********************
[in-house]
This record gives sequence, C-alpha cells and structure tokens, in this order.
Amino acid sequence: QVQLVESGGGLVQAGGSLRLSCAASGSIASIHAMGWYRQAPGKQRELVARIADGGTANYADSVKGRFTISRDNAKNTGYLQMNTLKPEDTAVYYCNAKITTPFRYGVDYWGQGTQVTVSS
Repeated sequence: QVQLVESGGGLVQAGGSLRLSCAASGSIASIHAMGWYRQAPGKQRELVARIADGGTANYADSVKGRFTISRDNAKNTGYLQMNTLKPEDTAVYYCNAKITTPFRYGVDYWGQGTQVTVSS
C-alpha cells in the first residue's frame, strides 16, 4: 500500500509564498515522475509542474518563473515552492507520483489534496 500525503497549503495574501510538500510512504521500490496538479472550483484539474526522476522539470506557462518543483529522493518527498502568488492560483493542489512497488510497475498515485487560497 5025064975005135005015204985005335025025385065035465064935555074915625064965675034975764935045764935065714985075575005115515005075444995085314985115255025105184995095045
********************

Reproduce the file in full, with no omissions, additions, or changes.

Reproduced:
[in-house]
This record gives sequence, C-alpha cells and structure tokens, in this order.
Amino acid sequence: QVQLVESGGGLVQAGGSLRLSCAASGSIASIHAMGWYRQAPGKQRELVARIADGGTANYADSVKGRFTISRDNAKNTGYLQMNTLKPEDTAVYYCNAKITTPFRYGVDYWGQGTQVTVSS
Repeated sequence: QVQLVESGGGLVQAGGSLRLSCAASGSIASIHAMGWYRQAPGKQRELVARIADGGTANYADSVKGRFTISRDNAKNTGYLQMNTLKPEDTAVYYCNAKITTPFRYGVDYWGQGTQVTVSS
C-alpha cells in the first residue's frame, strides 16, 4: 500500500509564498515522475509542474518563473515552492507520483489534496 500525503497549503495574501510538500510512504521500490496538479472550483484539474526522476522539470506557462518543483529522493518527498502568488492560483493542489512497488510497475498515485487560497 5025064975005135005015204985005335025025385065035465064935555074915625064965675034975764935045764935065714985075575005115515005075444995085314985115255025105184995095045